BlackRock has offered its first major update on investment stewardship since it said it would dump thermal coal from active portfolios.
The investment giant's voting efforts increased in 2020, with the number of company engagements increasing by 47% in 2019-2020 compared to 2018-2019.
Looking at environmental engagement, BlackRock engaged 289% more frequently with the number of engagements on environmental issues increasing from 316 to 1230.
There was a huge increase in social engagements too, up 146% from 353 in 2018-2019 to 870 in 2019-2020.
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Governance remains the ESG issue that BlackRock engages on the most though. In 2018-2019 BlackRock engaged on governance issues 1931 times and in 2019-2020 that increased to 2835 times (up 47%).
"Our approach employs a natural escalation process. If we are not satisfied with a company's disclosures, we typically put it 'on watch' and give the company 12 to 18 months to meet our expectations," BlackRock said.
"During the 2020 proxy season, we took voting action against 53 companies for their failure to make sufficient progress regarding climate risk disclosure or management."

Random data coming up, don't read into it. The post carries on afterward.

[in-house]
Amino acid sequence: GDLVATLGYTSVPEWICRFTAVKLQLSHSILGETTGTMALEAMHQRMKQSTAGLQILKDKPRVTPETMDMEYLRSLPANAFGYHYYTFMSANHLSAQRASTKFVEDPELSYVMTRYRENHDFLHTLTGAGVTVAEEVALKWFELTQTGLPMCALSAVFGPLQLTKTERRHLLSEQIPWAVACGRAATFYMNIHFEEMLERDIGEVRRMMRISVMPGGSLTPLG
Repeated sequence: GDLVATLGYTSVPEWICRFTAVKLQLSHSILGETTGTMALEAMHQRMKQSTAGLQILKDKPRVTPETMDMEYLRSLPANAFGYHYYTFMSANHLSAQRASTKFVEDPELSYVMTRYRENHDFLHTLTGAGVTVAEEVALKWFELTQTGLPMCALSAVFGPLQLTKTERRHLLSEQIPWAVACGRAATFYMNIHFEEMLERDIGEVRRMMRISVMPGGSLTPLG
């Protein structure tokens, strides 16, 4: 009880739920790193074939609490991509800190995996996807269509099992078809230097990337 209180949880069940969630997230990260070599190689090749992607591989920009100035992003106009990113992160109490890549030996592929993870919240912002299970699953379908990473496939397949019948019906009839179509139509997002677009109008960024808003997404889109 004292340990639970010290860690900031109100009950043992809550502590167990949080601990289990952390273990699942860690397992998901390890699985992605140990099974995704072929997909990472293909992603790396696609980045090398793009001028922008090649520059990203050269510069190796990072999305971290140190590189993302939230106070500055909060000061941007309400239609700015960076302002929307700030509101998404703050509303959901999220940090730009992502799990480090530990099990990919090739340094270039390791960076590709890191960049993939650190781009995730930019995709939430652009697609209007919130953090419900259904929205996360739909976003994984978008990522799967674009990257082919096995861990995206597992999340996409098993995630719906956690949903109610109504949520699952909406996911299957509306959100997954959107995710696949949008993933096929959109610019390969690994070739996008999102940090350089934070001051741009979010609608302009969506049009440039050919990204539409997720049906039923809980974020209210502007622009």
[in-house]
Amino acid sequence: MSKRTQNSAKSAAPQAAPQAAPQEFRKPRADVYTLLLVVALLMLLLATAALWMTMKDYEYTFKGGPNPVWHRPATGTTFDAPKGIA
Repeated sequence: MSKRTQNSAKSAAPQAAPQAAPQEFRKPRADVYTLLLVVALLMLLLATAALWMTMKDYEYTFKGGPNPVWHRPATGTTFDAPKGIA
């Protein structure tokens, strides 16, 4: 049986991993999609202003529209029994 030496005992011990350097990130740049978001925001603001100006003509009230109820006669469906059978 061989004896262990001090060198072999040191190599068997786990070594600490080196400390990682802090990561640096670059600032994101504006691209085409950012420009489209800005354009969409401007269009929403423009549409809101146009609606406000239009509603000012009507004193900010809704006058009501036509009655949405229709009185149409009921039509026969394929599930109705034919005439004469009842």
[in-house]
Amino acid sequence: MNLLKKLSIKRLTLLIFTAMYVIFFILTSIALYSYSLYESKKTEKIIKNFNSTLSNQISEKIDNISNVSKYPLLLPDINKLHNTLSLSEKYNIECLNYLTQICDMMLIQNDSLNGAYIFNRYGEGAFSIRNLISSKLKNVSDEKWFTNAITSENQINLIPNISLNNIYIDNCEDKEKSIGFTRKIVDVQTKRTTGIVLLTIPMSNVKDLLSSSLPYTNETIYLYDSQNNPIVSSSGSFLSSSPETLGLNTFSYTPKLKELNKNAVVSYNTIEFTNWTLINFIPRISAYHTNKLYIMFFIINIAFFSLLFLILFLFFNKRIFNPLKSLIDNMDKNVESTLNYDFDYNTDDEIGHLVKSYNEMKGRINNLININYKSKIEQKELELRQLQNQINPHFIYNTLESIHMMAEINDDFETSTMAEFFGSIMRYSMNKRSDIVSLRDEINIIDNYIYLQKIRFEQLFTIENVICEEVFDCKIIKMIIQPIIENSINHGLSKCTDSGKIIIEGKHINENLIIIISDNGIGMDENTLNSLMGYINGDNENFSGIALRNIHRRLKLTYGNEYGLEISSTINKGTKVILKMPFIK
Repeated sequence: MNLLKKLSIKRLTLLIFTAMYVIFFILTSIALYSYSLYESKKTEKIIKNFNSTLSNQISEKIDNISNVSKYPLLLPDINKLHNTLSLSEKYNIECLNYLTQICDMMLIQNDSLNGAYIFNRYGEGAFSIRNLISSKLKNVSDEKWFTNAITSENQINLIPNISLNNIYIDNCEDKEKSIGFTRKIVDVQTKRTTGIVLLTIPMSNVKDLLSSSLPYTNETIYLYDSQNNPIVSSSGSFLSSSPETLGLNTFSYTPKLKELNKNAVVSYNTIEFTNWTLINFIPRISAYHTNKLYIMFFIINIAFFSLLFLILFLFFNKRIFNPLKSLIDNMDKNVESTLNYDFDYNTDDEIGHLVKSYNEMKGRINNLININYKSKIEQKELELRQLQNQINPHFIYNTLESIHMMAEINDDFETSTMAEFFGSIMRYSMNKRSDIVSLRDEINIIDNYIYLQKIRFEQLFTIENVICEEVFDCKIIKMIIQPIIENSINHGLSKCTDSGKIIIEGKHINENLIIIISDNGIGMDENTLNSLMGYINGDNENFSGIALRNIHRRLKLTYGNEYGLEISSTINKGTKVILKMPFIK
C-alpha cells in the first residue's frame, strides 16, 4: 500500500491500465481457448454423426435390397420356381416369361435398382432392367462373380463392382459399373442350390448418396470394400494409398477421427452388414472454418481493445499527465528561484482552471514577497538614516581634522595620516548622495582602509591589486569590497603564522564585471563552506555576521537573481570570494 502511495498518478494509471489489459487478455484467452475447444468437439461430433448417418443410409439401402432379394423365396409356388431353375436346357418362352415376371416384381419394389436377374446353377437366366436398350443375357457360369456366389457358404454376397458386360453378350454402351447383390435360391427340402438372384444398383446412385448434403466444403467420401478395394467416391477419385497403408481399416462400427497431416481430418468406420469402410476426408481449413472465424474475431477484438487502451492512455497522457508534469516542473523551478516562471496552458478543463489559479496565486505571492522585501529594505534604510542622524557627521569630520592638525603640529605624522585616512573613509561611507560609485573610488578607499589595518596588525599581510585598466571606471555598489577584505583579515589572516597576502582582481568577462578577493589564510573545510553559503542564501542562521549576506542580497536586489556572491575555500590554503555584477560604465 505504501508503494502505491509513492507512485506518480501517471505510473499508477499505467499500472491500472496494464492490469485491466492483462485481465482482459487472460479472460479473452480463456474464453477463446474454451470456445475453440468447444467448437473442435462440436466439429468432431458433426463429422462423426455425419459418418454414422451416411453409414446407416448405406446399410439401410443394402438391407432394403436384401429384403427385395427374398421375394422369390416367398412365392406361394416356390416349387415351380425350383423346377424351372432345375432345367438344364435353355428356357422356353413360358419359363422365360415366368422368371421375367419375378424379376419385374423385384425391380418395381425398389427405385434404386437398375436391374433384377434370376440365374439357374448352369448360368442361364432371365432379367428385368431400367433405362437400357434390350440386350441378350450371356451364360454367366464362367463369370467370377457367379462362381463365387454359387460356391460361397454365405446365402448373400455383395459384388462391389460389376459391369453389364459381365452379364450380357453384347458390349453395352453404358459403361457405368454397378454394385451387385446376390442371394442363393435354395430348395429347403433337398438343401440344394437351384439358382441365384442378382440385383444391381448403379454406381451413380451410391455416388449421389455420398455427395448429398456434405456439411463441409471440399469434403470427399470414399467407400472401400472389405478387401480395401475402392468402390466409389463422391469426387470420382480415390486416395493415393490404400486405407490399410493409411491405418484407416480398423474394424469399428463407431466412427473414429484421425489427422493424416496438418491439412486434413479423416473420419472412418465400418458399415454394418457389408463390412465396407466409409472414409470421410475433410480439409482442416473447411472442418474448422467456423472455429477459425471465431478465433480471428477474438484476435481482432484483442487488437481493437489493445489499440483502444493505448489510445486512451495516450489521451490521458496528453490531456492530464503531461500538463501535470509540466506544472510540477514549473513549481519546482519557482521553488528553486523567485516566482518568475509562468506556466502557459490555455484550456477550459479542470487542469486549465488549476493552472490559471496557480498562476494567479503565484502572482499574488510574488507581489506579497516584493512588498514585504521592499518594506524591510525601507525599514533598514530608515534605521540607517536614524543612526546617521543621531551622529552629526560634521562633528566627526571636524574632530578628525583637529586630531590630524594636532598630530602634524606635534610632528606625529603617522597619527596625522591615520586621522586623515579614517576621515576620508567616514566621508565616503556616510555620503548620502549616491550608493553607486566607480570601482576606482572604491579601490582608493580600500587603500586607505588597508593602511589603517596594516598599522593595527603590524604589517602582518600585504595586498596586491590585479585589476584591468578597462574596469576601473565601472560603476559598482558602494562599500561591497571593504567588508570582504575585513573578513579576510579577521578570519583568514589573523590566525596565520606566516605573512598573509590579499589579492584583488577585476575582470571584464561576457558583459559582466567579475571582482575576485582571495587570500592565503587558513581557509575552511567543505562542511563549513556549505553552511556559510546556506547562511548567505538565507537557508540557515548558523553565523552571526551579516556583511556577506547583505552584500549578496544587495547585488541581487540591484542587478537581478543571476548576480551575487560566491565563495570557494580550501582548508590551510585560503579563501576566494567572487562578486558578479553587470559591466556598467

That action meant BlackRock voted against the re-election of one or more members of a company's board, voted against the discharge of directors or the entire board, or voted for one or more climate-related shareholder proposals.
BlackRock provided some examples of the companies it engaged with as part of the report. It voted against directors of ExxonMobil due to significant concerns about climate risk management.
"We continue to have several areas of significant concern: Exxon's failure to have clear, long-term greenhouse gas reduction targets; the company's lack of disclosure around the degree of warming it expects under its stated strategy; and a lack of evidence that the board is fulfilling its duties of independent oversight and leadership," BlackRock said.
It also voted against a director of US aviation manufacturer TransDigm due to the company's lack of climate risk reporting. Finnish electricity company Fortum was engaged with after it undertook a transaction that would increase its exposure to coal fired power generation, which BlackRock called a "retrograde" step.
BlackRock identified 244 companies in the last year that it said were not making sufficient progress on climate change; 191 of those were placed "on watch" meaning that BlackRock expects them to make changes or it will take voting action.
BlackRock's commitment to dumping thermal coal only relates to its active investments. Of the roughly US $7 trillion it manages about US $1.8 trillion are in active strategies.